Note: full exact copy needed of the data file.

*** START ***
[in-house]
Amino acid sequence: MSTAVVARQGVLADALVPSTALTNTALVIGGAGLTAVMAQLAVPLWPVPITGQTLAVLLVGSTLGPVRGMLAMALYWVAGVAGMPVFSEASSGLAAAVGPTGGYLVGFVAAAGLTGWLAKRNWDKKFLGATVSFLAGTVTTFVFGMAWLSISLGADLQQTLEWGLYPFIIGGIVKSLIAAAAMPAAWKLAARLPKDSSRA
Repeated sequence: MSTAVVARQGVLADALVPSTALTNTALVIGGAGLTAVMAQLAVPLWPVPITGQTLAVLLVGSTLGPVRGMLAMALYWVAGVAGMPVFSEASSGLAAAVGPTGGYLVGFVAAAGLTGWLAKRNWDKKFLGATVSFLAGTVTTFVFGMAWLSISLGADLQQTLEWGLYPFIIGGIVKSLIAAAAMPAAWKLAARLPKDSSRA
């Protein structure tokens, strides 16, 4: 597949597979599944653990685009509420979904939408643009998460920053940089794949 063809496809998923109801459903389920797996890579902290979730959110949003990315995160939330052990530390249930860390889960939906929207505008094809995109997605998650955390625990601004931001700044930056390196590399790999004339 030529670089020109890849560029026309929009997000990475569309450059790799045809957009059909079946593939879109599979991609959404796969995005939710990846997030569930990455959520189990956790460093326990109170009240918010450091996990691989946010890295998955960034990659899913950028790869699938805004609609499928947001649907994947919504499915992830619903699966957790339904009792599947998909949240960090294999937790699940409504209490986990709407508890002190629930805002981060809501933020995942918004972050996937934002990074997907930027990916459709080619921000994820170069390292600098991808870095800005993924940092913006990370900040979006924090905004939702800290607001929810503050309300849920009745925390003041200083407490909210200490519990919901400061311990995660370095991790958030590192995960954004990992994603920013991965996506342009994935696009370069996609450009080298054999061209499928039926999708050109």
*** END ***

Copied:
[in-house]
Amino acid sequence: MSTAVVARQGVLADALVPSTALTNTALVIGGAGLTAVMAQLAVPLWPVPITGQTLAVLLVGSTLGPVRGMLAMALYWVAGVAGMPVFSEASSGLAAAVGPTGGYLVGFVAAAGLTGWLAKRNWDKKFLGATVSFLAGTVTTFVFGMAWLSISLGADLQQTLEWGLYPFIIGGIVKSLIAAAAMPAAWKLAARLPKDSSRA
Repeated sequence: MSTAVVARQGVLADALVPSTALTNTALVIGGAGLTAVMAQLAVPLWPVPITGQTLAVLLVGSTLGPVRGMLAMALYWVAGVAGMPVFSEASSGLAAAVGPTGGYLVGFVAAAGLTGWLAKRNWDKKFLGATVSFLAGTVTTFVFGMAWLSISLGADLQQTLEWGLYPFIIGGIVKSLIAAAAMPAAWKLAARLPKDSSRA
């Protein structure tokens, strides 16, 4: 597949597979599944653990685009509420979904939408643009998460920053940089794949 063809496809998923109801459903389920797996890579902290979730959110949003990315995160939330052990530390249930860390889960939906929207505008094809995109997605998650955390625990601004931001700044930056390196590399790999004339 030529670089020109890849560029026309929009997000990475569309450059790799045809957009059909079946593939879109599979991609959404796969995005939710990846997030569930990455959520189990956790460093326990109170009240918010450091996990691989946010890295998955960034990659899913950028790869699938805004609609499928947001649907994947919504499915992830619903699966957790339904009792599947998909949240960090294999937790699940409504209490986990709407508890002190629930805002981060809501933020995942918004972050996937934002990074997907930027990916459709080619921000994820170069390292600098991808870095800005993924940092913006990370900040979006924090905004939702800290607001929810503050309300849920009745925390003041200083407490909210200490519990919901400061311990995660370095991790958030590192995960954004990992994603920013991965996506342009994935696009370069996609450009080298054999061209499928039926999708050109």